STRIKE HOME| School borrows page from the Lord’s book with good results

LONG before President Duterte preached the need for change, the cash-strapped Southern Christian College in Midsayap, Cotabato decided change was long overdue.

Spotting an empty piece of wooded land that literally teemed with snakes, Dr. Edwin T. Balaki decided he knew exactly what to do when he assumed as school president in 2012.

“It’s a page borrowed from the book of the Lord who was the first agriculturist,” he said, recalling the time he asked the board to authorize him to set up a poultry farm.

No one believed it could be done at first but when the poultry farm’s first 5,000 layers were laying eggs with regularity, school officials conceded they had stumbled on the key on how to keep their school afloat.

The school established in 1949 had only more than 2,000 enrolees when he assumed. It was struggling to keep its finances intact. Most of the buildings needed repairs and the school ground itself was partly flooded most times of the year.

But Balaki, a trained agriculturist and plant scientist, discovered the school owns sizeable landholding, including a six-hectare lot that was partly planted to hard wood. He lost no time convincing the school’s board to invest in a poultry farm and a commercial feed-producing facility.

The idea clicked and soon 2,500 layers were added to the poultry farm which now supplies part of the town’s needs.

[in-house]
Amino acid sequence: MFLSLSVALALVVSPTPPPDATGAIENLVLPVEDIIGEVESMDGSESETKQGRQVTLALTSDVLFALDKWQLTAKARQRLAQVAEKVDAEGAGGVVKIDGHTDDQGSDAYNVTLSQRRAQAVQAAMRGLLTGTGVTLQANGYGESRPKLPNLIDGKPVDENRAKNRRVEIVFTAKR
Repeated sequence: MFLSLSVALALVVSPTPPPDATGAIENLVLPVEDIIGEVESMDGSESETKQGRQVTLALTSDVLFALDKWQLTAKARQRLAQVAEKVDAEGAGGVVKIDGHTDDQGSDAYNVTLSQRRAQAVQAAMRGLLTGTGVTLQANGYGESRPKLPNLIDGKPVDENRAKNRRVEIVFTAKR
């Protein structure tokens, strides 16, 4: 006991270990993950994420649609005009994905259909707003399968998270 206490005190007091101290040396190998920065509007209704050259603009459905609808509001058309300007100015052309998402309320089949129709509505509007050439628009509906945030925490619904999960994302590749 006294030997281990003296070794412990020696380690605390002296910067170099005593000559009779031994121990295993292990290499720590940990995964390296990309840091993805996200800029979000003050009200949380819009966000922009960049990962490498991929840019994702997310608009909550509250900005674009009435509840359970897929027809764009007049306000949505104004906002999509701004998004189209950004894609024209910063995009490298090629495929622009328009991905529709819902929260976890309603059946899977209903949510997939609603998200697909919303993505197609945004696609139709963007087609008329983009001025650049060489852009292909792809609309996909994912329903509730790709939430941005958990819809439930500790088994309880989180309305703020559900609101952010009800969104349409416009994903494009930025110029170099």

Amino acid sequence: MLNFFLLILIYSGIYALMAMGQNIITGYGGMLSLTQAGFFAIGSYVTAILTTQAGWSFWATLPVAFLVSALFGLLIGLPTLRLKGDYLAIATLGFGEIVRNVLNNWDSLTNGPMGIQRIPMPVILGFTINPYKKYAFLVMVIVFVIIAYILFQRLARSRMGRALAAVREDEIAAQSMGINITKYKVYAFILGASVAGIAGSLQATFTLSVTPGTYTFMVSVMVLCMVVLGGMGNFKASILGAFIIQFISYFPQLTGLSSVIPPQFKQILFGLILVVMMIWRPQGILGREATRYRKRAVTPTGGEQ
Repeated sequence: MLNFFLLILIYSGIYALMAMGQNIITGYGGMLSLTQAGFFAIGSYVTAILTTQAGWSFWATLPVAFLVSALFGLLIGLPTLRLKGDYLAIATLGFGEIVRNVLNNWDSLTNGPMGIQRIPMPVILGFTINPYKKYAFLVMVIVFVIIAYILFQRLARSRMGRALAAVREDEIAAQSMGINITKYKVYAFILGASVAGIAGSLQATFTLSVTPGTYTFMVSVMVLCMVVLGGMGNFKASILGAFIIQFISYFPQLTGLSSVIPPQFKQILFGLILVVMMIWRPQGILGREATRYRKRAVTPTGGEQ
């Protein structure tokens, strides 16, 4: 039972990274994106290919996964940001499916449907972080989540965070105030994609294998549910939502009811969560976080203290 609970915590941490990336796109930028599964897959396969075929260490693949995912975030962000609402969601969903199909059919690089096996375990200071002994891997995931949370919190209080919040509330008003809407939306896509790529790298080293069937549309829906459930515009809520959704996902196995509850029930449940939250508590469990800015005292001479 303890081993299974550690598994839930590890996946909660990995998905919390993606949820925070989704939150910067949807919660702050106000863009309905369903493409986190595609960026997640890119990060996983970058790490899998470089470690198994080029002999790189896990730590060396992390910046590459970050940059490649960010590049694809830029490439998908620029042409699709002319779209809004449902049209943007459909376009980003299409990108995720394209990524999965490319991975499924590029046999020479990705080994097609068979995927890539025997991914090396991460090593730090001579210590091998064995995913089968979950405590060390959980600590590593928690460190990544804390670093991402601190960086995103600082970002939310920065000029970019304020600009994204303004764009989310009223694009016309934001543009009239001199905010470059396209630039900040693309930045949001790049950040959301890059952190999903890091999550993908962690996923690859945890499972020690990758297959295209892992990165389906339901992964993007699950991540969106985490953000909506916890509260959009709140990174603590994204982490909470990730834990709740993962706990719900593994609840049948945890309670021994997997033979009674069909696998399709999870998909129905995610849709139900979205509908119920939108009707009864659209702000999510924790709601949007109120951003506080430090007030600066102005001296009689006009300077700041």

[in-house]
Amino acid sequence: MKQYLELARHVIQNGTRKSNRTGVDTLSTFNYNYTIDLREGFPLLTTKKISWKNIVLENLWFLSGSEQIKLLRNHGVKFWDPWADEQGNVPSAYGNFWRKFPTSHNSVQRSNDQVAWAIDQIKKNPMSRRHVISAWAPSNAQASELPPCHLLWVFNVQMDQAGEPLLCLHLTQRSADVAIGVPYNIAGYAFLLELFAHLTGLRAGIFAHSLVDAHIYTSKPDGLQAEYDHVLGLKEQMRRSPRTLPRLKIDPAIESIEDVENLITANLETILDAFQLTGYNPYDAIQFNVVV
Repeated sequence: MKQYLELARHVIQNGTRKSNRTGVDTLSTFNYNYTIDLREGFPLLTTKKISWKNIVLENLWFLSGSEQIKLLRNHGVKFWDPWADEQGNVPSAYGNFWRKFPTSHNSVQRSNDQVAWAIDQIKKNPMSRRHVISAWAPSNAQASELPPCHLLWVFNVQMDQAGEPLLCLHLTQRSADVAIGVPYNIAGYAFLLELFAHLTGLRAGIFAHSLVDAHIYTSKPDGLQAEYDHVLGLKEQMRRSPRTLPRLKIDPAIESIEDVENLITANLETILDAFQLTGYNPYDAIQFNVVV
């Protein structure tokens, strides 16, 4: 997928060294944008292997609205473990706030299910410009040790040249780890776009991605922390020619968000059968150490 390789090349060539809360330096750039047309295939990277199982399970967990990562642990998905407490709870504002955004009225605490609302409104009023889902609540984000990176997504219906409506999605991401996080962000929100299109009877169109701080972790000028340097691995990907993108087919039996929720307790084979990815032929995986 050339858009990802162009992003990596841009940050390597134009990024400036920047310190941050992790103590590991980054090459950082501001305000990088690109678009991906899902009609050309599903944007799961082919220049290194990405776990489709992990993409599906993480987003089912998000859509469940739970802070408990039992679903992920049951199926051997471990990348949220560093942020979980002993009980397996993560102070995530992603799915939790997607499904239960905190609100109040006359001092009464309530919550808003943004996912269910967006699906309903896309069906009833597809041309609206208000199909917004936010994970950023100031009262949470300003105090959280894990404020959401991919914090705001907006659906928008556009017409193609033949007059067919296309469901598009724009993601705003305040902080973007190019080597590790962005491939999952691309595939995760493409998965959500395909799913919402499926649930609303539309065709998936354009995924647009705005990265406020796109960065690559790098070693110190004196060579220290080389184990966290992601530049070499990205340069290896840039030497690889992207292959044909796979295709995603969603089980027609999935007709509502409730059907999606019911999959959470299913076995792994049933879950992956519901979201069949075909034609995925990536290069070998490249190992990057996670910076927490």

The school’s version of a “garden of Eden” inside its eco-farm is a community favourite that also earns additional income.

One idea led to another. Two wells dug within the farm led to the production of mineral water both for the school and the community. Bottled calamansi juice from the school’s lemon orchard also proved an asset.

As income increased, Balaki shifted to modernizing the school buildings. One eye-catcher is the 5,000-seater modern civic center complete with offices on the sides that is a sharp contrast to the wooden structure it was in the past.

All classrooms were provided with overhead projectors as teachers were required to teach with a lap-top.

The tree houses strapped to centuries-old acacia trees in the campus were linked to Wi-Fi to the delight of students.

The water-logged campus now features a well-drained, spruced-up school ground with an added collection of modern classrooms to boot.

School officials now claim the college has become competitive in most courses. Balaki made sure that several courses including theology should incorporate a few units in agriculture.

Agriculture is taught hands-on with students required to feed the layers, to fertilize the plants, to prune the flowers and to plant and to harvest the plants.

“You can say this is a self-sustaining ministry,” said Dr. Balaki who heads the school’s 234-strong faculty.

Balaki was a former senior corporate scientist of Dole-Philippines and underwent specialized training on plants abroad.

To ensure operation is not interrupted in a region beset by brown-outs, the school also purchased a 300 KVA generator to augment power.

Culled hardwood trees from the school’s tree farm provided the school the materials it needed to churn out tables for its offices, function rooms and facilities.

With an increase in population, Dr. Balaki said the school can easily qualify for university status. The community is also beginning to take notice. From an enrolment of 2,681 students in 2012, it surged to 4,718 students for the current school year. In preparation for university status, the school has required its faculty members to finish their masters and doctorate degrees on a scholarship basis.

The school’s unique mix of courses included accountancy and business management, education, hotel and restaurant management, social work, theology and agriculture among other courses.

Balaki said change has indeed come for a school that used to be spurned in the past with its productive farm providing the difference. (JKL)

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